All throughout the season, and especially in The Good Place's season finale, the show let its characters shine - flaws and all - though they were helped greatly by the chemistry of the cast. Shur's other sitcom success, Parks and Recreation, brought together vastly different characters who formed a kind of family, and the same can be said of The Good Place. Even as Michael was revealed to be an antagonist - a transformation that was delivered expertly by Danson - the interaction of the four humans, Janet, and the architect made for some heartwarming and hilarious moments.
In terms of the major character arc in season 1, 'Mindy St. Claire' made it seem as though Eleanor had finally completed her journey from self-involved Bad Place-dweller to someone deserving of a spot in the Good Place. The episode even highlighted what sent Eleanor down a selfish path - though she owned up and took responsibility for her actions - and how she died. Then, when given the choice between staying safe in the Medium Place or going to the Bad Place in order to save her friends, Eleanor chose to save her friends - and even fought against opposition from Janet, Jason, and Mindy herself.
But, when it seemed The Good Place had reached its logical conclusion, so far as the world had been established and developed in season 1, 'Michael's Gambit' turned the series on its head. The reveal that Michael is an architect of the Bad Place rather than the Good Place, and the further development of The Good Place's afterlife, provided for a quick turnaround of the show's trajectory. In fact, since Michael wiped the memories of Eleanor, Jason, Chidi, and Tahani - and rebooted Janet - The Good Place is given somewhat of a restart over the course of a few minutes.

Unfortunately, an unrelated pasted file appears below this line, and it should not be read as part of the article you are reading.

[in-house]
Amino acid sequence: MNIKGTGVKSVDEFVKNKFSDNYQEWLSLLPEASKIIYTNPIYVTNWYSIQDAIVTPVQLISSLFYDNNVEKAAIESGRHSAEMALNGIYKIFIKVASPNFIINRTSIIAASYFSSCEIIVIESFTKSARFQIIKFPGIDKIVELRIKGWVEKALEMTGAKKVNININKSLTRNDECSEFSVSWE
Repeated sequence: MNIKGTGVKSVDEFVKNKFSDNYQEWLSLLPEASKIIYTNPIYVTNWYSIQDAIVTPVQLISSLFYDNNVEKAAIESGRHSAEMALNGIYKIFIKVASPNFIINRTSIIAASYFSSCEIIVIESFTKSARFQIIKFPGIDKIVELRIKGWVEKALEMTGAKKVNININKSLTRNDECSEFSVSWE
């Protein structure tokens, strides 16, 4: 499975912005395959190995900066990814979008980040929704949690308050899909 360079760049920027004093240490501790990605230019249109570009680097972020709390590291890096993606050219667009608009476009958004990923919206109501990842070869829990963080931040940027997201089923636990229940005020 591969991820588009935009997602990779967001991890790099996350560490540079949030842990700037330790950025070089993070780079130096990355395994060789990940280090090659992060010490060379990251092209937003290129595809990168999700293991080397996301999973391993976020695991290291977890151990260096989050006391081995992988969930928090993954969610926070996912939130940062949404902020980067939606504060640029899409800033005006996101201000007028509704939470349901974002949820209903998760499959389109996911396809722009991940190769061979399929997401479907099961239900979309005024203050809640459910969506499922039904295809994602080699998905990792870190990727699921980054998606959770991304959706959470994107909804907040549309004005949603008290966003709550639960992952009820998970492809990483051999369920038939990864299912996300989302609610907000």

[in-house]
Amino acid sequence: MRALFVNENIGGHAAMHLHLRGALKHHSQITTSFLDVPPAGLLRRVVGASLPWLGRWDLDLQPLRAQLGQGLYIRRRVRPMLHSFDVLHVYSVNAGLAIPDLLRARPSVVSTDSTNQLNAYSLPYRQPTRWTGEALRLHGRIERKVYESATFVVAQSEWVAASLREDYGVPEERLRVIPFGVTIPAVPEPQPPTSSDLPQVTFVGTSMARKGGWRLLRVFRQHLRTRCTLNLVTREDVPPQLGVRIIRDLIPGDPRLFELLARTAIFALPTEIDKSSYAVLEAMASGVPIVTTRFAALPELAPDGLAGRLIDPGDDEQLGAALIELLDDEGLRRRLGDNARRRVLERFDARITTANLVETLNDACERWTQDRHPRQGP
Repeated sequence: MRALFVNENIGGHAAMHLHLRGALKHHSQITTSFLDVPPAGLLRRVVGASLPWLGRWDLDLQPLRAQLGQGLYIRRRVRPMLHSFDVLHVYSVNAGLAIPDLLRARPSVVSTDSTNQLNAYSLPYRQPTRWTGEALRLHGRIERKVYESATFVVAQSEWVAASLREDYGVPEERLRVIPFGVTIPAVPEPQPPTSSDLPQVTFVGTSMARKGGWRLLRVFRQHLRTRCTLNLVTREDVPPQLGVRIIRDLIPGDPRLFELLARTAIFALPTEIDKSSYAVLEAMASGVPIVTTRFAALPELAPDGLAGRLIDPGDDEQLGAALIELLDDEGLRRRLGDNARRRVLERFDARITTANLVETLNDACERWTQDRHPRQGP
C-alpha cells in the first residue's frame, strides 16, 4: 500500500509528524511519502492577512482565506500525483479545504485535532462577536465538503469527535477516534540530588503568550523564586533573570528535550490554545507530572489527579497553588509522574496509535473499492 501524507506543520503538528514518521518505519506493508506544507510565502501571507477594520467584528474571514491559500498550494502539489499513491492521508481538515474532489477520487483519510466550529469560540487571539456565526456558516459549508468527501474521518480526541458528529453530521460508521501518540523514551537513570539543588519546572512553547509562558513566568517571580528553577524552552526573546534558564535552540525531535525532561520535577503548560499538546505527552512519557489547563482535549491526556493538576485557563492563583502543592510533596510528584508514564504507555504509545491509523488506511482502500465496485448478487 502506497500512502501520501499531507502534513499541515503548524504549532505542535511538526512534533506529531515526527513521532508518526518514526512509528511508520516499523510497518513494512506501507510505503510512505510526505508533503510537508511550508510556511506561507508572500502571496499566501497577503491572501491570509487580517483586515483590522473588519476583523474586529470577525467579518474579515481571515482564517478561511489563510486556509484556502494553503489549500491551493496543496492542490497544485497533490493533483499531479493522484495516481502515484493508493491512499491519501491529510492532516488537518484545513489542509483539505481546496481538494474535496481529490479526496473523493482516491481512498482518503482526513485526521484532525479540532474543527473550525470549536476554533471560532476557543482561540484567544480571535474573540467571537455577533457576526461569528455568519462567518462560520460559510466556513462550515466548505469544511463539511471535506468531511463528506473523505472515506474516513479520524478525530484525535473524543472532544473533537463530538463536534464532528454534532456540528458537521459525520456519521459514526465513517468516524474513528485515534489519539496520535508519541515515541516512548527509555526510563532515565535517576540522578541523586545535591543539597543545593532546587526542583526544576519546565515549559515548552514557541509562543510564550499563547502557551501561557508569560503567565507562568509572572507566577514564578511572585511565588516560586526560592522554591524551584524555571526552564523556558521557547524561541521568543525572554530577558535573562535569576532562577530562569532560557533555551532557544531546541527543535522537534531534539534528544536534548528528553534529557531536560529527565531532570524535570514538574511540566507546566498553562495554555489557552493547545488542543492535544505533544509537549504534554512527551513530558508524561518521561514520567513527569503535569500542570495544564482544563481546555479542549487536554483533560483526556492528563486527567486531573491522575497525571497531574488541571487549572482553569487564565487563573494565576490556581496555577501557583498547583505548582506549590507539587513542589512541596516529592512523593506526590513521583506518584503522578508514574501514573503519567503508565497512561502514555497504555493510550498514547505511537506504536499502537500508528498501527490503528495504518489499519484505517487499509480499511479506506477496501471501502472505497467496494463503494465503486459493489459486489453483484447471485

However, certain aspects are different: Eleanor leaves a note with Janet telling herself to find Chidi, while Michael replaced Chidi as Eleanor's "soulmate" with someone more her well suited to the person she was in life. These differences offer a new intriguing premise for The Good Place, should the series be renewed for a second season. Considering the fun journey viewers took through season 1, it may be entertaining to see how these differences throw off Michael's plan - or, if not done correctly, could be tedious.
That said, The Good Place proved over the course of season 1 that the show is able to take highbrow concepts like human morality and create a compelling and entertaining serialized comedy. While, on the surface, the reveal and fallout in 'Michael's Gambit' seems to reset the series back to the start - even going so far as to include nearly identical scenes from the pilot - The Good Place has established an endless premise that necessitates serialized storytelling. All in all, Schur has crafted a truly unique and delightful series in The Good Place - one that will hopefully continue in a second season.
Screen Rant will keep you updated on The Good Place season 2 as more information becomes available.